Six new nutrition cancer prevention guidelines published today in the Journal of the American College of Nutrition reinforce some sound advice, but also include a surprise or two.
Cancer is a big killer of Australians, and is responsible for 30% of all deaths each year. The “big five” in order of incidence are prostate, bowel, breast, melanoma and lung cancer. Our love of the sun and smoking mostly explain the last two, but it is food, exercise and other lifestyle choices that explain much of a person’s risk of cancer.
So what do these six new cancer prevention recommendations tell us? And how much notice should we take?
1. Eat plenty of fruits and vegetables
Unfortunately, there is no “cancer prevention superfood”; it is a combination of food variety that gives the greatest benefit.
Why are fruit and vegetables so good? Take you pick from any and all of the following: antioxidants, fibre, phytochemicals and weight control.
One group of vegetables you may care to give a closer look at during your weekly shop, are the dark leafy greens. These include broccoli, spinach, leaf lettuce and kale – foods that are true nutrient powerhouses.
2. Limit or avoid alcohol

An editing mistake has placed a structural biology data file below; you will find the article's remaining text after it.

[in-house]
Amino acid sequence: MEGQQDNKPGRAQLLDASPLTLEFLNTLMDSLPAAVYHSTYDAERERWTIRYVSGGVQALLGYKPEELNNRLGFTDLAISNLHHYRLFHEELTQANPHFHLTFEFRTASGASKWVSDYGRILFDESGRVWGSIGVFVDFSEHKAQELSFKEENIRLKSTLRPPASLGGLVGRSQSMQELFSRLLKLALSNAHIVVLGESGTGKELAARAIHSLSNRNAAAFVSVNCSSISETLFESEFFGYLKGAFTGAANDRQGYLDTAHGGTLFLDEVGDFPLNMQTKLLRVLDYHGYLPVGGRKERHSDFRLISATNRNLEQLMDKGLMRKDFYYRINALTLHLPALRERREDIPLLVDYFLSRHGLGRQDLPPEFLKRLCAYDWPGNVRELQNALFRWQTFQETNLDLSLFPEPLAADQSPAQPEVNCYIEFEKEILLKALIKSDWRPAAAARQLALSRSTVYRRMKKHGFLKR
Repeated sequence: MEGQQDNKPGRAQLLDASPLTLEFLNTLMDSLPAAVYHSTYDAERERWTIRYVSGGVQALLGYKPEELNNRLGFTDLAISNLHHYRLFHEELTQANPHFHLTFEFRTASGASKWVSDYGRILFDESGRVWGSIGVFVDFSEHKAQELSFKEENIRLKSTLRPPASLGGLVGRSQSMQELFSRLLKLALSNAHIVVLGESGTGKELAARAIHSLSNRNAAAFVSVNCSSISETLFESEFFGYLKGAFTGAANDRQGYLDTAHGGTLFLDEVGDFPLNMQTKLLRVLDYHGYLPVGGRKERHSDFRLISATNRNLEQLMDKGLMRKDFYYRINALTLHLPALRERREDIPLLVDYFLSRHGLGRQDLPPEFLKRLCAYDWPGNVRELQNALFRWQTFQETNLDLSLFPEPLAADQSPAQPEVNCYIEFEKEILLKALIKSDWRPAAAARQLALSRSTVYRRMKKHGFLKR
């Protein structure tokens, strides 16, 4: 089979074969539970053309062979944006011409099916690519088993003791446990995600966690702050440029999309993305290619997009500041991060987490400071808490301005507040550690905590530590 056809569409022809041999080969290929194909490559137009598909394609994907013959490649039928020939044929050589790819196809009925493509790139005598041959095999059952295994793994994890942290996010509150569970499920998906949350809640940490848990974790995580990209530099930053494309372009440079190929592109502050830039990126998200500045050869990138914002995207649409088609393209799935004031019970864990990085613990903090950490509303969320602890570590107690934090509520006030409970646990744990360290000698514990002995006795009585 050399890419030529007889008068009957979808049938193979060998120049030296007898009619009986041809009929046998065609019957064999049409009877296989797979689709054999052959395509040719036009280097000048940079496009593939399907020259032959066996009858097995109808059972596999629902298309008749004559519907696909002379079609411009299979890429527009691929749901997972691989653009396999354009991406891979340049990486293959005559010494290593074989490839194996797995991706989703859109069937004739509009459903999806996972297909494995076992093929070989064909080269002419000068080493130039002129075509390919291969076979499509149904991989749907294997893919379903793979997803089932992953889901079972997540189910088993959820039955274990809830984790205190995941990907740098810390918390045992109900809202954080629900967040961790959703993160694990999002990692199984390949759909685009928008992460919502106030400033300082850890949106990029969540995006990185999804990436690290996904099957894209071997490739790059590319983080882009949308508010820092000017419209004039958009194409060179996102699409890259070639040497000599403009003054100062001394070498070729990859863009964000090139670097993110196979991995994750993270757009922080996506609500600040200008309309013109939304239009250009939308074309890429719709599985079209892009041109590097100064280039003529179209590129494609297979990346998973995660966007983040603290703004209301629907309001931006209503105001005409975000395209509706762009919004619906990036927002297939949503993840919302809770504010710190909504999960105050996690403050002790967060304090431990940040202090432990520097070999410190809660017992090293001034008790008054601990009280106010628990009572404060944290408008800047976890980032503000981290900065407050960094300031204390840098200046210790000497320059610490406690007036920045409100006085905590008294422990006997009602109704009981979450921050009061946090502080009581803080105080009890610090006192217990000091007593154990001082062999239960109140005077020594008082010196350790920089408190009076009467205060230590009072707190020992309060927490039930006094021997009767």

When it comes to alcohol, forget about justifying drinking because it is good for your heart. Alcohol is strongly linked to cancer of the mouth, oesophagus, breast, colon and liver; the more you drink, the greater the risk.
Alcohol through conversion to acetaldehyde can directly damage cellular DNA. It can also damage the liver, increase the solubility of other cancer-causing chemicals, increase the level of estrogen, and decrease the levels of some beneficial nutrients such as folate.
Risk, though, needs to be balanced with lifestyle and enjoyment. There are many other positive things you can do to reduce cancer risk without giving up your favourite drink altogether.
3+4. Avoid red and processed meat
The advice on avoiding processed meat is well supported by evidence. This agrees with the biggest voice in the cancer prevention business, the World Cancer Research Fund (WCRF) which rates the link between red meat and colorectal cancer as “convincing” – the highest level of evidence possible.
Meat lovers can take some solace though. The WCRF recommends keeping consumption of red meat to under 500 grams of cooked meat per week. Fish and chicken are good alternatives if the thought of missing a daily steak is too much for you.
Following on from the advice on limiting red meat, is a recommendation to avoid overcooking meat; especially from grilling and frying. When meat, chicken and fish is overcooked at high temperatures for a long time, natural reactions in the food can produce heterocyclic amines (HCAs).
HCAs are considered potent causes of breast, lung, colon, stomach and prostate cancer – at least in animal models.
5. Women: eat soy foods to reduce your risk of breast cancer
This is a surprising recommendation, more so that when groups such as the WCRF have looked at the evidence, it barely made it to the “limited” level of evidence.
Soy contains a class of phytochemicals called isoflavones which have chemical structures similar to estrogen. These isoflavones are thought to partly inhibit a woman’s own natural estrogen in stimulating cell growth. That’s the theory at least.